Homosexuality, another unlawful act, subjects gay Muslim men to tribulation. In the aforementioned paragraph, extra-marital sexual relationships are a “grave offense” and are identified as zina (Hidayatullah). Individuals who deviate from Islamic beliefs and traditions of homosexual activity in marriage, face ruthless criticsm and diregard from fellow Muslims. Not only are they impinged to such ostracization, even in 2019, Islamic countries, like Brunei, still allow homosexuality to be punishable by death by stoning (“U.N. Slams Brunei’s Islamic Laws as Violation of Human Rights”). Such practice originated from Islamic scholars and practicing Muslims who understood homosexual practices as a moral and psychological illness. Generally, the Islamic religion only recognizes marriage as a heterosexual relationship intended for procreation purposes. Clearly, this ideology omits homosexuals in a way that prevents two unmarried men to unite as one entity. Documents from Sunni and Shi’a traditions imply that heterosexual zina is equivalent to that of homosexual intercourse and must rejected. Such prohibition roots from the “‘non?productive’ activity, which negates the purpose of sex” all of which tradition declares as filthy and unholy (Moghissi). References to lesbianism are scarcely discussed in Islamic texts. However, only women who wallow in such pleasure are subjected to similar punishment for bestiality and necrophilia. In which all three circumstances may lead to no legal punishment including the death penalty. Nonetheless, the focus on normalizing or legitimizing heterosexual marriages still fails to suppress the Qur’an’s optimistic view of celebrating sexual diversity as well as acknowledging homosexuality as a legitimate practice in Islam.
Muslims believe that the Qur’an was dictated to the Prophet Mohammed to proclaim Islamic preaching and practices. According to this belief, while other religious scriptures journeyed through human interference, the Qur’an retained free of human intervention therefore establishing its holiness and great divinity without question. Even though the Qur’an serves a guide for Islamic principles and morals, it is not a legal document, therefore should not be considered the law. Surprisingly, the Qur’an barely mentions rigid legal content and occasionally questions the proper direction to take legal action like if cases remain private or be revealed to the public in multiple gaps of versus. Furthermore, the Qur’an itself refrains from using words corresponding to “homosexuality” or “homosexuals.” There are no terms that directly refer to same-sex couples, however there are select words that insinuate homosexual practices. Nonetheless, the sacred book does not approve of death or any fashion of punishment for consensual homosexual activity.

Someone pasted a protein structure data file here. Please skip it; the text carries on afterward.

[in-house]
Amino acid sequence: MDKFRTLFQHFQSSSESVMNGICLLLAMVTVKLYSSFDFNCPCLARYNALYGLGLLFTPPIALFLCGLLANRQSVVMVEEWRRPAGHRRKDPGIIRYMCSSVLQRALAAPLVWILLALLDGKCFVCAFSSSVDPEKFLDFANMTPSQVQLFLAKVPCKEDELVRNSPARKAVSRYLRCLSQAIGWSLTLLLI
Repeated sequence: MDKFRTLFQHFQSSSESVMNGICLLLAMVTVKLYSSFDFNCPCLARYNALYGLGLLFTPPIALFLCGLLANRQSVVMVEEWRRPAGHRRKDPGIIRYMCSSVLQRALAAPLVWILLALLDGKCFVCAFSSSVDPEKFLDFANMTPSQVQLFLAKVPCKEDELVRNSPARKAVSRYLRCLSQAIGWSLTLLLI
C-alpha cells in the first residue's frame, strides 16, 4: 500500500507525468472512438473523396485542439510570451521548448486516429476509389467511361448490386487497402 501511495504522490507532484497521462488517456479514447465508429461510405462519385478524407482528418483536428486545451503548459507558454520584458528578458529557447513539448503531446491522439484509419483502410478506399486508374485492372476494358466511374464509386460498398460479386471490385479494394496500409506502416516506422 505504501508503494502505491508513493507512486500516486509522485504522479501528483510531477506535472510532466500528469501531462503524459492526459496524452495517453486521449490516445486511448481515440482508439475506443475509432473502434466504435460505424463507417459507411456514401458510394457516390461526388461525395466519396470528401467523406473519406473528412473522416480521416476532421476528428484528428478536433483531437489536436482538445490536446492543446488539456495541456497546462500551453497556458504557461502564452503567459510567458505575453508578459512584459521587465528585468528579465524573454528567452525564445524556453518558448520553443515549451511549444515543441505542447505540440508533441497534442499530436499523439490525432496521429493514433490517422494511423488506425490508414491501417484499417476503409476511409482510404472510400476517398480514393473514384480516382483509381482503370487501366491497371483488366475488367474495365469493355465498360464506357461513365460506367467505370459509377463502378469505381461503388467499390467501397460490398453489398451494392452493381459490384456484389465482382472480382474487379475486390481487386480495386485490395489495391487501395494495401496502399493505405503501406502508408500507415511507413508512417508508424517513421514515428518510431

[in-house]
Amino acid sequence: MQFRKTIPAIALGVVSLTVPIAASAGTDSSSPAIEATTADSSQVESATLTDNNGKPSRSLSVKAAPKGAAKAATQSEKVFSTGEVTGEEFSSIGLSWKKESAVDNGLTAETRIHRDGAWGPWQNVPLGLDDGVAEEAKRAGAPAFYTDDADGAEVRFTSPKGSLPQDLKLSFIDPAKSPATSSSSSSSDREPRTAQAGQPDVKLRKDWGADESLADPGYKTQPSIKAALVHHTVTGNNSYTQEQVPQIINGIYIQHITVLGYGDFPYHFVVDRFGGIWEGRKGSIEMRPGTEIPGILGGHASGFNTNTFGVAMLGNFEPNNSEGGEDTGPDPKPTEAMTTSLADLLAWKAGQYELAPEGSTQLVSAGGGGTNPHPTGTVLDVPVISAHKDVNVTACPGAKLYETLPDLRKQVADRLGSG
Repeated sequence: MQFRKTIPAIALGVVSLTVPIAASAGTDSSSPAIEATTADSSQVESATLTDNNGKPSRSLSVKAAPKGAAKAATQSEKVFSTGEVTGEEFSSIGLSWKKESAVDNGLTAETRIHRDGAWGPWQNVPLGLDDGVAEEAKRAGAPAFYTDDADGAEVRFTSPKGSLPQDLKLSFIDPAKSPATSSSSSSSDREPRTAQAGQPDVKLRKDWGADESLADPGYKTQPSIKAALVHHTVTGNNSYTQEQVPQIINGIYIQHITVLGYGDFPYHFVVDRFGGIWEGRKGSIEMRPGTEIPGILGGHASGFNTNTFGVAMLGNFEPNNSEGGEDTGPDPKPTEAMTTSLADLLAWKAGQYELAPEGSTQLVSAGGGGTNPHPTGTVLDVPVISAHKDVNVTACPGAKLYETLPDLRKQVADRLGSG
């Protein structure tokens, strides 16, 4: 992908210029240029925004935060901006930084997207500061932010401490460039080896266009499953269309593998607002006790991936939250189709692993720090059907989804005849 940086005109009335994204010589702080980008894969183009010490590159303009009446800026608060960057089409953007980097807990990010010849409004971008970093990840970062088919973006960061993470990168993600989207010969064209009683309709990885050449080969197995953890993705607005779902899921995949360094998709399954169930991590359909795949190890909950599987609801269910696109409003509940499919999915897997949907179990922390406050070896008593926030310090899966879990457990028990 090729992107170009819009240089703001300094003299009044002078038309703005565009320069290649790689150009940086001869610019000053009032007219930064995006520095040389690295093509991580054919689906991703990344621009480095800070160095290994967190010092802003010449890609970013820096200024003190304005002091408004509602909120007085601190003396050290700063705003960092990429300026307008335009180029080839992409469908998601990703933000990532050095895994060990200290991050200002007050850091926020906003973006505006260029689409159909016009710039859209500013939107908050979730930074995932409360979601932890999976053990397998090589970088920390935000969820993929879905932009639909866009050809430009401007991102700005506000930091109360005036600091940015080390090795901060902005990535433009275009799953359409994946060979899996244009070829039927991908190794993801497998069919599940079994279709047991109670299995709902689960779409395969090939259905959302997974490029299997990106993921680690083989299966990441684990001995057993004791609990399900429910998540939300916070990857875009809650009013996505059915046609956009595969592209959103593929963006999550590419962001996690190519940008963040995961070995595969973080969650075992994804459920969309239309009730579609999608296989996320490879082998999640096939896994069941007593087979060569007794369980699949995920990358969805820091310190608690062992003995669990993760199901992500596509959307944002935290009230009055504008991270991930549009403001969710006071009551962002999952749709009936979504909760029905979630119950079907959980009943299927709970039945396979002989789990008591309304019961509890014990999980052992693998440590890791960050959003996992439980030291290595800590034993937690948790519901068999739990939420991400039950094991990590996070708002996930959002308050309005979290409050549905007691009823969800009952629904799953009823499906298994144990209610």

The criminal offense and death by stoning due to homosexual activity begun by the Prophet Lot. Lot was a prophet of God and a guardian of two wealthy ancient cities, Sodom and Gomorrah, and first gained recognition in the first book of the Bible. These two cities planted seeds of corruption and sin such as homosexual prostitution but convientely provided a location for travelers to rest. One night, Lot was visited by Sodomites who were on a search for men they had previously met. The prophet wanted to protect his guests and offered the men his two virgin daughters in exchange. The men were enraged and broke down the door after which the messengers of God blinded them. The Sodomites were shattered by God leaving Lot and his family, excluding his wife, behind. She was one of the people who turned around and consequently turned into a pillar of salt, despite Allah’s command. In the Bible, Leviticus reveals that homosexuality is a heinous act, even though it is not specifically mentioned in the Old or New Testament. However, Lot’s parable in the Bible does not necessarily pertain to the interdiction of homosexuality, rather it alludes to those who plunge into strong libido. On the other hand, the primary focus of the Qur’an was to illustrate the violent rape and victimization of men. The Sodomite men ridiculed Lot and defied God’s authority. These men are acknowledged as those who opposed God’s word through idolatry, supremacy, immorality, and greed. Despite having wives, the men persisted to rape and abuse Lot’s guests (Hurvitz and Karesh). Their deplorable actions and intentions symbolized their desires for worldly gains. Although the Sodomites participated in homosexual activity, it is unjust to compare modern consensual non-heterosexual activities to the parable. Naturally, judges who favored the death penalty for homosexual acts expressed that Prophet Lot was sent by Allah to abolish all male anal penetration or liwat. The term liwat was coined referring to the behavior of the Sodomon men, in spite of never being in the Qur’an but a term used in the Sharia (Omar 222). The parable of Lot initiated the brutal punishments for those within the LGBT community.